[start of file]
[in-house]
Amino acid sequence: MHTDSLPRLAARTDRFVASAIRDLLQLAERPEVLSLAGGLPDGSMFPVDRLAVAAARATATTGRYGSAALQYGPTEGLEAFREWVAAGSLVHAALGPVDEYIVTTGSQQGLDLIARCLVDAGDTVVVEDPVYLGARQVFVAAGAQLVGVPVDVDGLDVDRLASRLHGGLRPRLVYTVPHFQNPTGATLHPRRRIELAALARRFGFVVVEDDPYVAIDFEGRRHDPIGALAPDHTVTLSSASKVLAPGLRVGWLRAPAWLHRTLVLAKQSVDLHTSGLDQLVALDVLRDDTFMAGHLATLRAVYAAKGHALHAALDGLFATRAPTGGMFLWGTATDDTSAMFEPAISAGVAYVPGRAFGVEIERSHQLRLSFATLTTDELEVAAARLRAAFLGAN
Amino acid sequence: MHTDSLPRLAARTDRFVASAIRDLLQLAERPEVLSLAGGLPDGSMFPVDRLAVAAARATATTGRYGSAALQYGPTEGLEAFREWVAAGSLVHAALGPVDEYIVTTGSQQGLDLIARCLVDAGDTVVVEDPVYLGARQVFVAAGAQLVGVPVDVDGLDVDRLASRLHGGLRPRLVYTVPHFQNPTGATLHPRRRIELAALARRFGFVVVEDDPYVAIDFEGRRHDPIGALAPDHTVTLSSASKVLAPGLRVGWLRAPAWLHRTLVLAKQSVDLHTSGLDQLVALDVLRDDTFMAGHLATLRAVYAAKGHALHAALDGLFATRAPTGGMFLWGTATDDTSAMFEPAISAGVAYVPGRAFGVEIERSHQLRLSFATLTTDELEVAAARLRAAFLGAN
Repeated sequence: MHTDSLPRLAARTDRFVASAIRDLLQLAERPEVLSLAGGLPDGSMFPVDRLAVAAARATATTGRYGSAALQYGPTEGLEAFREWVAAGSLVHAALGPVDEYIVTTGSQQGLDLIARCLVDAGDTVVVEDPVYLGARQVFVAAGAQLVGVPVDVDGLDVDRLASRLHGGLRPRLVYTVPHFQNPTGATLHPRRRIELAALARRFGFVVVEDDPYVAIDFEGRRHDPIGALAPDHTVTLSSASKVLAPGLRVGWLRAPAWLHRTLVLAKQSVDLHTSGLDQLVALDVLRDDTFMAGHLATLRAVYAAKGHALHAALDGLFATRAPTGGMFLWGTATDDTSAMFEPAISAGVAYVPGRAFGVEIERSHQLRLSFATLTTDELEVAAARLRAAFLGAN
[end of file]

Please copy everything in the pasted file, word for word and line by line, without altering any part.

[in-house]
Amino acid sequence: MHTDSLPRLAARTDRFVASAIRDLLQLAERPEVLSLAGGLPDGSMFPVDRLAVAAARATATTGRYGSAALQYGPTEGLEAFREWVAAGSLVHAALGPVDEYIVTTGSQQGLDLIARCLVDAGDTVVVEDPVYLGARQVFVAAGAQLVGVPVDVDGLDVDRLASRLHGGLRPRLVYTVPHFQNPTGATLHPRRRIELAALARRFGFVVVEDDPYVAIDFEGRRHDPIGALAPDHTVTLSSASKVLAPGLRVGWLRAPAWLHRTLVLAKQSVDLHTSGLDQLVALDVLRDDTFMAGHLATLRAVYAAKGHALHAALDGLFATRAPTGGMFLWGTATDDTSAMFEPAISAGVAYVPGRAFGVEIERSHQLRLSFATLTTDELEVAAARLRAAFLGAN
Amino acid sequence: MHTDSLPRLAARTDRFVASAIRDLLQLAERPEVLSLAGGLPDGSMFPVDRLAVAAARATATTGRYGSAALQYGPTEGLEAFREWVAAGSLVHAALGPVDEYIVTTGSQQGLDLIARCLVDAGDTVVVEDPVYLGARQVFVAAGAQLVGVPVDVDGLDVDRLASRLHGGLRPRLVYTVPHFQNPTGATLHPRRRIELAALARRFGFVVVEDDPYVAIDFEGRRHDPIGALAPDHTVTLSSASKVLAPGLRVGWLRAPAWLHRTLVLAKQSVDLHTSGLDQLVALDVLRDDTFMAGHLATLRAVYAAKGHALHAALDGLFATRAPTGGMFLWGTATDDTSAMFEPAISAGVAYVPGRAFGVEIERSHQLRLSFATLTTDELEVAAARLRAAFLGAN
Repeated sequence: MHTDSLPRLAARTDRFVASAIRDLLQLAERPEVLSLAGGLPDGSMFPVDRLAVAAARATATTGRYGSAALQYGPTEGLEAFREWVAAGSLVHAALGPVDEYIVTTGSQQGLDLIARCLVDAGDTVVVEDPVYLGARQVFVAAGAQLVGVPVDVDGLDVDRLASRLHGGLRPRLVYTVPHFQNPTGATLHPRRRIELAALARRFGFVVVEDDPYVAIDFEGRRHDPIGALAPDHTVTLSSASKVLAPGLRVGWLRAPAWLHRTLVLAKQSVDLHTSGLDQLVALDVLRDDTFMAGHLATLRAVYAAKGHALHAALDGLFATRAPTGGMFLWGTATDDTSAMFEPAISAGVAYVPGRAFGVEIERSHQLRLSFATLTTDELEVAAARLRAAFLGAN